A remarkable, first-time film course tackles the criminal justice system

students interview former detective
Lauren Scarff of Georgetown and Allison Dean of UCSC interview a former detective in Timothy James Young’s case
student takes photos
Sullivan Gaudreault of UCSC documents sites important to Timothy James Young’s case in Tulare, CA

The assignments in UC Santa Cruz Film Professor Sharon Daniel’s two-quarter undergrad course, FILM 171S-02, are not your typical film school fare. This course, titled Reasonable Doubts: Making an Exoneree, aims for nothing less than to free wrongfully convicted persons currently incarcerated in American prisons.

Now underway and in its 12th week, Making an Exoneree pairs UCSC film and digital media majors with undergraduate students at Georgetown University who are working together as investigative journalists, documentarians, and social justice activists to make the case for the innocence of five people behind bars.

The students are reinvestigating the original crimes and convictions and documenting the main issues, challenges, injustices, and stories involved in each case, producing short documentary films, interactive documentaries, and social media campaigns designed to provide humanizing portraits of the incarcerated people’s lives and complicated legal cases.

Says Daniel, whose own artistic work has long focused on the criminal justice system, “Media plays a critical role in work like this. It reveals. It creates public records. It persuades. So many resources are required to overturn a conviction, and a high profile is one of them.”

Daniel is co-teaching the class with Professor of Government and Law at Georgetown Marc Howard and his childhood friend, Adjunct Professor Marty Tankleff, who was himself wrongfully convicted and incarcerated for almost 18 years before being exonerated. Howard and Tankleff developed Georgetown’s Making an Exonoree course in 2018, and its students have already won the release of three men and made significant progress in the legal prospects of several others.

Daniel approached Howard and Tankleff after developing a close bond with Timothy James Young who has been on Death Row at San Quentin State Prison since 2006 and who became familiar to UCSC faculty and staff through the Institute of the Arts and Sciences’ groundbreaking Visualizing Abolition initiative. As part of this ongoing series of exhibitions and programs focused on prison abolition, artist jackie summel established the participatory public sculpture and garden project, Solitary Garden, at UCSC’s Baskin Arts Studios in 2019, collaborating with Young, who directs the garden and its plantings through letter exchanges with students and volunteers that continue to this day.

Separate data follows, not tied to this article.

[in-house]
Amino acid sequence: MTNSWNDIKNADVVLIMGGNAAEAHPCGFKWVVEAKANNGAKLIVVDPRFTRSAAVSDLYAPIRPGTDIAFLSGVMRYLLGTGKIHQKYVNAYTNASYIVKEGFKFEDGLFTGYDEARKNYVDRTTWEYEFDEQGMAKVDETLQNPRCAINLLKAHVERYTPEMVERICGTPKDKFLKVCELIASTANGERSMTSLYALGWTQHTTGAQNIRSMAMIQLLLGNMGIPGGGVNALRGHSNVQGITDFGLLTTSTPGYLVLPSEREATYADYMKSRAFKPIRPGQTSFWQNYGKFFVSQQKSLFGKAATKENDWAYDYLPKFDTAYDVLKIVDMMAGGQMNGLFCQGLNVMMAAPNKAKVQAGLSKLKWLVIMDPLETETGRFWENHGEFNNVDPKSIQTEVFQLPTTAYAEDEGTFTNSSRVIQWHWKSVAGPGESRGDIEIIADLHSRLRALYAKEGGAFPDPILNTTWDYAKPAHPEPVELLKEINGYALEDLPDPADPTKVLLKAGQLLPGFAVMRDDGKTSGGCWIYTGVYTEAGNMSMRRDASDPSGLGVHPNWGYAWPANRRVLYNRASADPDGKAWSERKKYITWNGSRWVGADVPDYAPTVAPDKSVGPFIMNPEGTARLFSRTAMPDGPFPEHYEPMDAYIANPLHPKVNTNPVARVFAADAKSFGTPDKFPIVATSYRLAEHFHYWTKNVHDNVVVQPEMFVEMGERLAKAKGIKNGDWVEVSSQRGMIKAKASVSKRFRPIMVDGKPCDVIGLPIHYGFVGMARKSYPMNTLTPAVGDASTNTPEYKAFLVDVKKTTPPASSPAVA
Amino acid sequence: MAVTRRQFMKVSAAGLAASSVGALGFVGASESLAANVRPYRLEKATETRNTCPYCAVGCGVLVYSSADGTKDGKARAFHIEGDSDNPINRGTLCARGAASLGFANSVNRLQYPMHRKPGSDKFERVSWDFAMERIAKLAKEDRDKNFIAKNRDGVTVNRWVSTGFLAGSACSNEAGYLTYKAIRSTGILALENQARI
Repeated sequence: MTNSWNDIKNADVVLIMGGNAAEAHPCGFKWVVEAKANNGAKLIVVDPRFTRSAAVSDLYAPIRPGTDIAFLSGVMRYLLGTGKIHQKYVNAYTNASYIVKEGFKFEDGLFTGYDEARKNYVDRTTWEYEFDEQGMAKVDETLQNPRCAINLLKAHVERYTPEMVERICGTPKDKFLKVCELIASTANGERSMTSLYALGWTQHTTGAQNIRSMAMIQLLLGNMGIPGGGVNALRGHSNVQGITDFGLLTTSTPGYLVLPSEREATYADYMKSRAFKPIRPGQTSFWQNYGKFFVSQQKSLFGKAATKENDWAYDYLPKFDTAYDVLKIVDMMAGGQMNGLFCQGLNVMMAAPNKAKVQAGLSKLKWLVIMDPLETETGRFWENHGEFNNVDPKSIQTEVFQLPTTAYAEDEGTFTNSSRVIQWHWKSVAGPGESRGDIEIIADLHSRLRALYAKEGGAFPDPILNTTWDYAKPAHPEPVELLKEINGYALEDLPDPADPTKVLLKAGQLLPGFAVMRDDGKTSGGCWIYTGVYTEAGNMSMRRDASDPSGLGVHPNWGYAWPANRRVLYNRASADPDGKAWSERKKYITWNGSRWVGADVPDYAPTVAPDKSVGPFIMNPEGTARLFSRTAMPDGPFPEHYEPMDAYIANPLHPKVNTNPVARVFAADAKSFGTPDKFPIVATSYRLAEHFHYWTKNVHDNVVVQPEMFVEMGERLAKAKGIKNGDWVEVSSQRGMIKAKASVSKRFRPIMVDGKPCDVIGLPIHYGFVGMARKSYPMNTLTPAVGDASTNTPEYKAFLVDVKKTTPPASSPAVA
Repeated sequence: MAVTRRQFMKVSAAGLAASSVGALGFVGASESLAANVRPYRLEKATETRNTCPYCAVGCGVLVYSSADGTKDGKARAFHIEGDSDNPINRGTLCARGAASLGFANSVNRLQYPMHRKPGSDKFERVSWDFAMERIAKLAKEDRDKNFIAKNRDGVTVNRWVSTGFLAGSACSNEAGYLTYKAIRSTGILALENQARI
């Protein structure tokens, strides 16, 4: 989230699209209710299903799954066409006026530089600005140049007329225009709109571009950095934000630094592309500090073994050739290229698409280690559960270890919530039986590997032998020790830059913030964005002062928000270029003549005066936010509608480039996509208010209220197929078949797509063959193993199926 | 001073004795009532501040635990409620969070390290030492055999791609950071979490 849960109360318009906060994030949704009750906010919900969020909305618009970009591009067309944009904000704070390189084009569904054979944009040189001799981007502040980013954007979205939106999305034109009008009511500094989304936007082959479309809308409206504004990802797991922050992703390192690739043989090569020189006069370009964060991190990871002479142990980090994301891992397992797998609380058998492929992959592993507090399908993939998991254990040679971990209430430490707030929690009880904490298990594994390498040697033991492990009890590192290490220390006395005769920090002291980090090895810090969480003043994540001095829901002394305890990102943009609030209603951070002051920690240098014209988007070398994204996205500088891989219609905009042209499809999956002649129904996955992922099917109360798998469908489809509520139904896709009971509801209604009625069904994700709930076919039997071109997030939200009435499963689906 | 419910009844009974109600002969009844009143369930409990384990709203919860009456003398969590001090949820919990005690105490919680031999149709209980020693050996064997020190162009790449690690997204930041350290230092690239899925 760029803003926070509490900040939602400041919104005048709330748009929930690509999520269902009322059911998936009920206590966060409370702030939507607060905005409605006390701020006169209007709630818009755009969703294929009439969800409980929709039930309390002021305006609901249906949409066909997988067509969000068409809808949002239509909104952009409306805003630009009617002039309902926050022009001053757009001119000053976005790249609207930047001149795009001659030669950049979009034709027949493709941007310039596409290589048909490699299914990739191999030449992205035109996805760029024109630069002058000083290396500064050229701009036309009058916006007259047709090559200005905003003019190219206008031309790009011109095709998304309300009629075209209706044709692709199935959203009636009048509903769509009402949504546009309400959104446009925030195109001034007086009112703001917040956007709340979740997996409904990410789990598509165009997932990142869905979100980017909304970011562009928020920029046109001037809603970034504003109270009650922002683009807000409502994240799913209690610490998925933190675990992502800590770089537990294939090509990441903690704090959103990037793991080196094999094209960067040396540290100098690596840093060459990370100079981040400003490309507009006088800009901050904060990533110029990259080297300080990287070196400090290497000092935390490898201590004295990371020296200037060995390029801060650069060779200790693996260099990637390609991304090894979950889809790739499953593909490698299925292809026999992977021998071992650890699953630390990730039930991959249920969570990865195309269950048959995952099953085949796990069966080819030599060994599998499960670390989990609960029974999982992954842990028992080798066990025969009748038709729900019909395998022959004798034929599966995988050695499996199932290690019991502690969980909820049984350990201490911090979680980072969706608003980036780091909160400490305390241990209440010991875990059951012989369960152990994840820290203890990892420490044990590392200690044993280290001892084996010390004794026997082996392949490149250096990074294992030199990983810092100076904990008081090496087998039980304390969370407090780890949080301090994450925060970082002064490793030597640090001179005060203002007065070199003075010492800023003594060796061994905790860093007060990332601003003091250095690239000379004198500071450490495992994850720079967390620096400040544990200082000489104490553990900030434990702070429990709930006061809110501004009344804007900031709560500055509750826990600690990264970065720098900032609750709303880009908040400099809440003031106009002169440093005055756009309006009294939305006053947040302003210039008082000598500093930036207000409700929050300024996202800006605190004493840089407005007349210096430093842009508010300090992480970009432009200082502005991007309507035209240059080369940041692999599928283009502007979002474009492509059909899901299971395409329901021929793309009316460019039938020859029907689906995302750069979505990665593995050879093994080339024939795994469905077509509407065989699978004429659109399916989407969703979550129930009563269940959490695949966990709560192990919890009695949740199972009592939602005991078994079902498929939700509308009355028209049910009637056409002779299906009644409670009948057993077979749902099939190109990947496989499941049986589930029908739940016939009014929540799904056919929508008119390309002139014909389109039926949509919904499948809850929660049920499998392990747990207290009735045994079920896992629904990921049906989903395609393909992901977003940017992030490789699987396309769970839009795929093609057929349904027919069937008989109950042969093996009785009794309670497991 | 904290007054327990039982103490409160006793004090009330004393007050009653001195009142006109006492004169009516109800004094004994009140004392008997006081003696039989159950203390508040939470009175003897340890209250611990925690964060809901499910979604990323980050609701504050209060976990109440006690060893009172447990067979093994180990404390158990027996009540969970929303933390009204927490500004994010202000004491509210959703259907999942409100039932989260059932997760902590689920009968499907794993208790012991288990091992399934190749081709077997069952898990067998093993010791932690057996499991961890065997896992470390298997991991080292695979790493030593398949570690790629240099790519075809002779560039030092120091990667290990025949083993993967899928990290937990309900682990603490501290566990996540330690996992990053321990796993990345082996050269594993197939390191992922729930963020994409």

Along with plant lists and garden designs, Young shares personal reflections on his life in prison and prior in his letters. His relationship with Arts Division staff and students has deepened, and a robust community of friends and supporters has taken root at UCSC, Daniel amongst them. Young became a primary contributor to an interactive documentary, EXPOSED, that Daniel made about COVID-19 in prisons. 

Daniel appealed to Howard and Tankleff to take on Young’s case for the 2022 Exoneree course, to which they agreed after reviewing substantial evidence of official misconduct in the case. It had also long been her desire to teach a class like this, and the Georgetown team was enthusiastic about collaboration. The partners will make it annual. 

“Working in the world like this is so incredibly valuable for the students, and the course has had a dramatic impact on them,” says Daniel. “They have all told me they plan to continue their work on these campaigns after it’s done.”

Film major Allison Dean, who is part of the group assigned to Young’s case, is all in. “I’m definitely sticking with it after the course is over,” she says. “The first time I got a letter back from Tim, saw his handwriting and read his questions for me, it was just so moving. This man trusts me to do this really important work, so I’m going to keep making sure his story gets heard.”

Fellow film major Sullivan Gaudreault concurs. “This was an opportunity to work on something that could change someone’s life. It’s so much more meaningful than making something for a grade,” he says. “My short term goal is to get Tim’s voice out into the world to as many people as we can reach, but long term, I’m really looking forward to the day that Tim can come see his garden here at UCSC.”

For more information about the Free Timothy James Young campaign, visit the website or follow @freetimyoung on your preferred social media platform.

Students will present their work at a public event this spring hosted by the Prisons and Justice Initiative at Georgetown and the Institute of the Arts and Sciences at UCSC.

If you'd like to help make sure this class or others like it continue, please contact Sarah Schuster Kudela, director of development for the Arts Division.